Alex’s uncle Gabe returns after being lost in space for over a decade, but time aboard the ship elapsed only a few weeks. In addition to dealing with his life awkwardly warping ahead eleven years, Gabe believes he is in position of an artifact that may lead to answers to the missing Octavia station. With the help of Alex and Chase, the search for answers launches into a fast-paced mystery with galactic proportions… Though this story ties into some of the elements following Coming Home, it is a stand-alone story with just enough backstory to keep the new reader involved. If this is your first introduction to McDevitt’s world of galactic archaeology, it is a great jumping in point…

Octavia Gone is a blueprint for mystery writers. Smart characters not only looking for answers, but growing from what they discover is satisfying, even if we might not like what they find.

Here’s the complete description.

After being lost in space for eleven years, Gabe finally makes his triumphant return to reunite with Alex and Chase and retrieve a possibly alien artifact — which may lead them to solve the greatest archaeological mystery of their careers, in the eighth installment of the Alex Benedict series.

After his return from space, Gabe is trying to find a new life for himself after being presumed dead—just as Alex and Chase are trying to relearn how to live and work without him. But when a seemingly alien artifact goes missing from Gabe’s old collection, it grants the group a chance to dive into solving the mystery of its origins as a team, once again.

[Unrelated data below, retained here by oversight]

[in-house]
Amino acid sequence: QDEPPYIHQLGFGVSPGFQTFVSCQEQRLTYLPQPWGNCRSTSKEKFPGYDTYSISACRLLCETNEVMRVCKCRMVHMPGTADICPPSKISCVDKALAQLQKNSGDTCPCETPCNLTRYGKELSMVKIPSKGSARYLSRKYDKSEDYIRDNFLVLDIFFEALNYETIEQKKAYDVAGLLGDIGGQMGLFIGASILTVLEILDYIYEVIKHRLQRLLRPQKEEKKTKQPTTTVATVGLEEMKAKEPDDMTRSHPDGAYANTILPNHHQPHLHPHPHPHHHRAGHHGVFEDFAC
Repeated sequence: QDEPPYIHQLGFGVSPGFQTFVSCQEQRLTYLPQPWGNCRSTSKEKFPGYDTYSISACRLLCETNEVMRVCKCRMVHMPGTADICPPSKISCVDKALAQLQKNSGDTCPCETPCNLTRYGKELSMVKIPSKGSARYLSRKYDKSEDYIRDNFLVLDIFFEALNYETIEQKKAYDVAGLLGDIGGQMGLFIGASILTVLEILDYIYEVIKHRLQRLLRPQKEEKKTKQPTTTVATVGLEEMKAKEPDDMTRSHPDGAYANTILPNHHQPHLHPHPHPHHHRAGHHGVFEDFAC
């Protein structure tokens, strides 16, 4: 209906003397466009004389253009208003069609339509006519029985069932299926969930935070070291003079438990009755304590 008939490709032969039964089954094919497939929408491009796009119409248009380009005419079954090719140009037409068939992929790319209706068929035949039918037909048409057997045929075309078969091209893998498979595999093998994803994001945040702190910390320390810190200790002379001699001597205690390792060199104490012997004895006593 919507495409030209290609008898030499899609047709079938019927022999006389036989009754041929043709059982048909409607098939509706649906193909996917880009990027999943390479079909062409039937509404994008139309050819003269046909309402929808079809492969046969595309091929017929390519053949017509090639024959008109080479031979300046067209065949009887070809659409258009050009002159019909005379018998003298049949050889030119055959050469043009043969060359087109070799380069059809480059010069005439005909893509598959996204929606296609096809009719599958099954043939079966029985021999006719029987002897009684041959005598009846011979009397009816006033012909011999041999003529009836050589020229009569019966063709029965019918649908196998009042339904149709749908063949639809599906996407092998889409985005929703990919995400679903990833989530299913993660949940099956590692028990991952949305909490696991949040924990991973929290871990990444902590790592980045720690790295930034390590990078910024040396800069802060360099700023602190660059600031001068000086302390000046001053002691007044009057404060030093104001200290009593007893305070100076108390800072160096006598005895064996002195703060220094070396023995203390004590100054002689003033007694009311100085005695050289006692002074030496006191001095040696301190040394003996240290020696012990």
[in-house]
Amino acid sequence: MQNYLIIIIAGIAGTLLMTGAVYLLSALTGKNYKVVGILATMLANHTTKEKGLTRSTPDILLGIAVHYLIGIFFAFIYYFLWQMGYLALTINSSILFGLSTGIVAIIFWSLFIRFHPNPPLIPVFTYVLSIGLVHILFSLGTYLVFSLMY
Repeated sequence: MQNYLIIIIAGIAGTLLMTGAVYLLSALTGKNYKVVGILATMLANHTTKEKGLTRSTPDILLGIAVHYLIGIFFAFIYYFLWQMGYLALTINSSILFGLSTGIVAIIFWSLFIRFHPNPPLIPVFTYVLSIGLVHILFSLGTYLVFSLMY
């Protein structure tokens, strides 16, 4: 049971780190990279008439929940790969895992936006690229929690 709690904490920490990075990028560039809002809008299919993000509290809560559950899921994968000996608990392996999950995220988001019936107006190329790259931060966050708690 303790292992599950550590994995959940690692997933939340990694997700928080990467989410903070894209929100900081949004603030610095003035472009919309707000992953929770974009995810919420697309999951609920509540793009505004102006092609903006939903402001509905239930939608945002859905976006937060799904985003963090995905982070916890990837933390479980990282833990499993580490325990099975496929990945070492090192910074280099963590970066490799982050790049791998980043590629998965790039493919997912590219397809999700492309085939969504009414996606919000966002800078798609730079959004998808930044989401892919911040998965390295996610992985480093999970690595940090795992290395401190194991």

When a lead on the artifact is tied to a dead pilot’s sole unrecorded trip, another clue seems to lead to one of the greatest lingering mysteries of the age: the infamous disappearance of a team of scientists aboard a space station orbiting a black hole—the Amelia Earhart of their time. With any luck, Alex, Chase, and Gabe may be on the trail of the greatest archaeological discovery of their careers…

In Octavia Gone, Nebula Award winner McDevitt, who Stephen King has called “the logical heir to Isaac Asimov and Arthur C. Clarke,” has created another terrific science fiction mystery in his beloved Alex Benedict series.

Octavia Gone was published by Saga Press on May 7, 2019. It is 384 pages, priced at $27.99 in hardcover and $7.99 in digital formats. The cover is by Stephen Youll.

See all our latest New Treasures here.

A Series that Embodies Delicious Steampunk Mystery: Newbury & Hobbes Investigation by George Mann

Friday, June 7th, 2019 | Posted by John ONeill